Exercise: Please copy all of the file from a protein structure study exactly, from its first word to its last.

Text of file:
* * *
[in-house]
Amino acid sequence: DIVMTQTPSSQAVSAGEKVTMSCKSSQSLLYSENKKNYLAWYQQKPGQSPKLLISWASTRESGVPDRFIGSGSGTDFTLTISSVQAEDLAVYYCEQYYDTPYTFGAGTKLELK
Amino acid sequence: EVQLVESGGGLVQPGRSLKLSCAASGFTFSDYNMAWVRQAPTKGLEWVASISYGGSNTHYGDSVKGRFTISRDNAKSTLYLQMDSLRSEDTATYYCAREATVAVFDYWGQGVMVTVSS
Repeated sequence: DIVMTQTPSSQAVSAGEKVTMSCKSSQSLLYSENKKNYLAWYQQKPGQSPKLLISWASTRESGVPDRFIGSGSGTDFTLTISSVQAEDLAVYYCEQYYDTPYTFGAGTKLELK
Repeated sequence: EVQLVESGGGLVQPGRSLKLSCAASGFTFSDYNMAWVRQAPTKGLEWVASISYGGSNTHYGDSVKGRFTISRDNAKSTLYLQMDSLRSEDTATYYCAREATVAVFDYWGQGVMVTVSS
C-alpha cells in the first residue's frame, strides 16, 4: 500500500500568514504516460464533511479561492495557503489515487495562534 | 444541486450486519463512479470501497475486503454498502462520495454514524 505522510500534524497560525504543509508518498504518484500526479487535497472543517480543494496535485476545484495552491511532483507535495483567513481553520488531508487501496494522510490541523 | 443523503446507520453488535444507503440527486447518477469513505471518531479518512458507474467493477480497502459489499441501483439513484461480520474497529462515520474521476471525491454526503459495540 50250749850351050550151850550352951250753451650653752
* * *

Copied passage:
[in-house]
Amino acid sequence: DIVMTQTPSSQAVSAGEKVTMSCKSSQSLLYSENKKNYLAWYQQKPGQSPKLLISWASTRESGVPDRFIGSGSGTDFTLTISSVQAEDLAVYYCEQYYDTPYTFGAGTKLELK
Amino acid sequence: EVQLVESGGGLVQPGRSLKLSCAASGFTFSDYNMAWVRQAPTKGLEWVASISYGGSNTHYGDSVKGRFTISRDNAKSTLYLQMDSLRSEDTATYYCAREATVAVFDYWGQGVMVTVSS
Repeated sequence: DIVMTQTPSSQAVSAGEKVTMSCKSSQSLLYSENKKNYLAWYQQKPGQSPKLLISWASTRESGVPDRFIGSGSGTDFTLTISSVQAEDLAVYYCEQYYDTPYTFGAGTKLELK
Repeated sequence: EVQLVESGGGLVQPGRSLKLSCAASGFTFSDYNMAWVRQAPTKGLEWVASISYGGSNTHYGDSVKGRFTISRDNAKSTLYLQMDSLRSEDTATYYCAREATVAVFDYWGQGVMVTVSS
C-alpha cells in the first residue's frame, strides 16, 4: 500500500500568514504516460464533511479561492495557503489515487495562534 | 444541486450486519463512479470501497475486503454498502462520495454514524 505522510500534524497560525504543509508518498504518484500526479487535497472543517480543494496535485476545484495552491511532483507535495483567513481553520488531508487501496494522510490541523 | 443523503446507520453488535444507503440527486447518477469513505471518531479518512458507474467493477480497502459489499441501483439513484461480520474497529462515520474521476471525491454526503459495540 50250749850351050550151850550352951250753451650653752